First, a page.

M. Salomon Reinach thinks that if we have no work of the first century in which the historical character of Jesus is questioned,[3] the reason is that if such very subversive documents had existed the Church would not have permitted them to survive.[4] It may be admitted that the Church would have eliminated them from the canonical books and in a more general way from orthodox literature, but its power was limited to that, and it is not easy to see how the Church would have succeeded in completely prohibiting them. If the work of Lucian is excepted—is it not striking that all we know about the polemical literature of Jews and pagans has been preserved for us by Christian apologists?—how would the central question of the existence of Jesus have been treated otherwise than for other controverted questions? Would not opponents have made capital out of this attitude, which would have been an avowal? Although no polemical anti-Christian document belonging to

[1] Bauer, Das Leben Jesu, etc. Tübingen, 1909.

[2] Lucian, De morte Peregrini; Celsus (in Origen's work); Caecilius reproaches the Christians with worshipping a man punished with death.

[3] Exception is made of opponents whom Ignatius combated in the Epistle to the Philadelphians. We shall return to this passage when treating of Docetism.

[4] S. Reinach, Questions sur le Docetisme.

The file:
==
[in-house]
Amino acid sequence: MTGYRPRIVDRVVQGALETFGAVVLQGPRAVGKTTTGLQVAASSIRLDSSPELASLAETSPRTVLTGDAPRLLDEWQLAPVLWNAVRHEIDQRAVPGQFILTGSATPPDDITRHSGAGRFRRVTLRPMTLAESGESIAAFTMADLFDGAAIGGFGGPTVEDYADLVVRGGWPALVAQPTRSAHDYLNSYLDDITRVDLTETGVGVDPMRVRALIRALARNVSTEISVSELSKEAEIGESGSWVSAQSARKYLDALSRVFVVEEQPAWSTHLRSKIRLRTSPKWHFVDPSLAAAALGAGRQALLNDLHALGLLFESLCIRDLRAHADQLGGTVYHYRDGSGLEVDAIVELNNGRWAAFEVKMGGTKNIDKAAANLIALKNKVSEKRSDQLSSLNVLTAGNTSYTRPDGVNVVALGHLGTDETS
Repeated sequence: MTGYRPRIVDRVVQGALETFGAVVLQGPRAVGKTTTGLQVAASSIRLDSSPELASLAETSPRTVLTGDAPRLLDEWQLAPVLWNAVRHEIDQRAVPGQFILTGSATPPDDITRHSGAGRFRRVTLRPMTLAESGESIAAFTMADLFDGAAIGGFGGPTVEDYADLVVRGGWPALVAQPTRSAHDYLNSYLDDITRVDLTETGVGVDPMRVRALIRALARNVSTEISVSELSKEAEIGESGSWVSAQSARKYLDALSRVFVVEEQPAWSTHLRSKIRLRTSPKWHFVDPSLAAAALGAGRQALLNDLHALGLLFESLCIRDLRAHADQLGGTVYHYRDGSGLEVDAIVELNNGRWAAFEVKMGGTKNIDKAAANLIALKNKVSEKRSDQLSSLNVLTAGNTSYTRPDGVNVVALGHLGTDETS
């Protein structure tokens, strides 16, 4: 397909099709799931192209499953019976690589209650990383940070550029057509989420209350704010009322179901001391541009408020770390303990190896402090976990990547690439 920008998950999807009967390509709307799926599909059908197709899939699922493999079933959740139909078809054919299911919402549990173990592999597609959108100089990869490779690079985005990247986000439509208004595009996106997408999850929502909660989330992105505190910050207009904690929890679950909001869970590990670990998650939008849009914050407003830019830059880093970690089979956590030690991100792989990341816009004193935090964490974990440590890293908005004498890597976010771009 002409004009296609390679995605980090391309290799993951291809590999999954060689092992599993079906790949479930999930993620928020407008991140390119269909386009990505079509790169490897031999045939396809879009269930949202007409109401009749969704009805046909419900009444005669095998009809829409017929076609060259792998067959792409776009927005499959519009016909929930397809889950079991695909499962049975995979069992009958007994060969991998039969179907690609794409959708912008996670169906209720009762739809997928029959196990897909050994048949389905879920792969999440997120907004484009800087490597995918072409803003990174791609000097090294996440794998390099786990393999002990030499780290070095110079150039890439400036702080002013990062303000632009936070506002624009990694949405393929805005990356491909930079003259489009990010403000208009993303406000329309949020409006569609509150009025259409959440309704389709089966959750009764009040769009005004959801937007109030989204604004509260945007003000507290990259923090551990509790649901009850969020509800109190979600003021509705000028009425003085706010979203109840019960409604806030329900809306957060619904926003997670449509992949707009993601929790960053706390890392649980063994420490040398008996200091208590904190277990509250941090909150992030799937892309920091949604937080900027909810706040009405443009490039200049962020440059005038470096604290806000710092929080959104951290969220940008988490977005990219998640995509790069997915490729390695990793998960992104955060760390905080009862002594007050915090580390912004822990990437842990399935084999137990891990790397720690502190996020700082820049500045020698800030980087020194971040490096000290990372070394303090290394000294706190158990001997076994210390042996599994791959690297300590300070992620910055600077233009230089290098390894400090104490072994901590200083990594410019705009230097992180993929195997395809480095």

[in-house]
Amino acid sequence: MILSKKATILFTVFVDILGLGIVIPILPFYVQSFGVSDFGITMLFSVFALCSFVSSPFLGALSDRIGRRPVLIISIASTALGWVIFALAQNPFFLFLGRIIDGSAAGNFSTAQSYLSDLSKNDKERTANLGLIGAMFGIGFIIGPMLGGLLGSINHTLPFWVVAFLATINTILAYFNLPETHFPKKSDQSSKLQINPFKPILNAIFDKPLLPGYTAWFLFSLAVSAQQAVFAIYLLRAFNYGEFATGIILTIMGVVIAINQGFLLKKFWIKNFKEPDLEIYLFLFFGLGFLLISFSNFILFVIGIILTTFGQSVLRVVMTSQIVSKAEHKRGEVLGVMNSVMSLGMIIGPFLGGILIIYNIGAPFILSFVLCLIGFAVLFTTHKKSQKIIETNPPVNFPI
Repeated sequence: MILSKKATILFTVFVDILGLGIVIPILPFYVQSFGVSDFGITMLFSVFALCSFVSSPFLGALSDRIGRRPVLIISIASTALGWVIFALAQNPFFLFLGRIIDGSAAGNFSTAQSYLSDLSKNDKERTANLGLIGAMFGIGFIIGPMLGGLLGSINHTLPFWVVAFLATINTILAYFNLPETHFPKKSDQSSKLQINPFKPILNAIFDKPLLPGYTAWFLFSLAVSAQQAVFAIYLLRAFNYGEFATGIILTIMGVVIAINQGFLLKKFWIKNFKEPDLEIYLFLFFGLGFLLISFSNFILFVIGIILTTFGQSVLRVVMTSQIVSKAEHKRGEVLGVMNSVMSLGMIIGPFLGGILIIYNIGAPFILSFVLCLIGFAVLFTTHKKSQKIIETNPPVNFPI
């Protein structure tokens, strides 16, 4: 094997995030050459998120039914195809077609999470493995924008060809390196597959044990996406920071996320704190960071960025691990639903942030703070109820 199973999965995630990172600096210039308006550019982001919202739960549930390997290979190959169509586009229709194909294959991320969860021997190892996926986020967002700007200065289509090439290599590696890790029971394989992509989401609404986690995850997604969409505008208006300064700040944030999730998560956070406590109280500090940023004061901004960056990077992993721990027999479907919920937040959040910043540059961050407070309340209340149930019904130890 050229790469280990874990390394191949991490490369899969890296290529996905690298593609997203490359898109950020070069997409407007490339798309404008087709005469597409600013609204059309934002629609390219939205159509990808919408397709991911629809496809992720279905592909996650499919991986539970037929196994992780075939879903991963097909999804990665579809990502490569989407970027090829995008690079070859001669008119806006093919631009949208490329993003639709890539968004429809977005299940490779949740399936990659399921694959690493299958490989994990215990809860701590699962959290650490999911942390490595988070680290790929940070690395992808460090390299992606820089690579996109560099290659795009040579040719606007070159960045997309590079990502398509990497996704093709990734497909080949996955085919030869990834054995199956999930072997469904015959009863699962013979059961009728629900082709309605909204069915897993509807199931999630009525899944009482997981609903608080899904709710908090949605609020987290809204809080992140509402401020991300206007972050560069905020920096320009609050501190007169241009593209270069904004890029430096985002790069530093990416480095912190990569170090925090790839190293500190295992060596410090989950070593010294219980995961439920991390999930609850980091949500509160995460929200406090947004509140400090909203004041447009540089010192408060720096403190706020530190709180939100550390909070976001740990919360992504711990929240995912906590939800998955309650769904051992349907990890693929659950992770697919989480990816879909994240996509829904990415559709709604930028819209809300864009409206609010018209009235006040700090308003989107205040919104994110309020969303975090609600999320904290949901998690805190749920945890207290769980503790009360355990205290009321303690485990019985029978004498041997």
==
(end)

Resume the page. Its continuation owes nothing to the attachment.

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the first century has come down to us, it is possible to form an idea of its quality by the influence which it exerted upon Christian tradition. The comparative study of the four evangelists shows that solicitude for apologetics was one of the factors which most directly influenced the form into which they were cast.[1]

It could not be otherwise, for the Gospels were not written to satisfy the curiosity of historians, but to gain men to the faith and to strengthen the convictions of those already won.[2]

The editors therefore had to present the facts in the way the most likely to answer the objections of opponents in advance. Now in none of the four Gospels is there to be found anything which directly or indirectly is directed against the thesis that the person Jesus had no historical reality. There are in several accounts of apparitions, remarks to emphasize the reality of the body of Jesus, resurrected,[3] but never does any evangelist feel the need to affirm the reality of the body of Jesus during His ministry. This is because they were not engaged with opponents who denied it.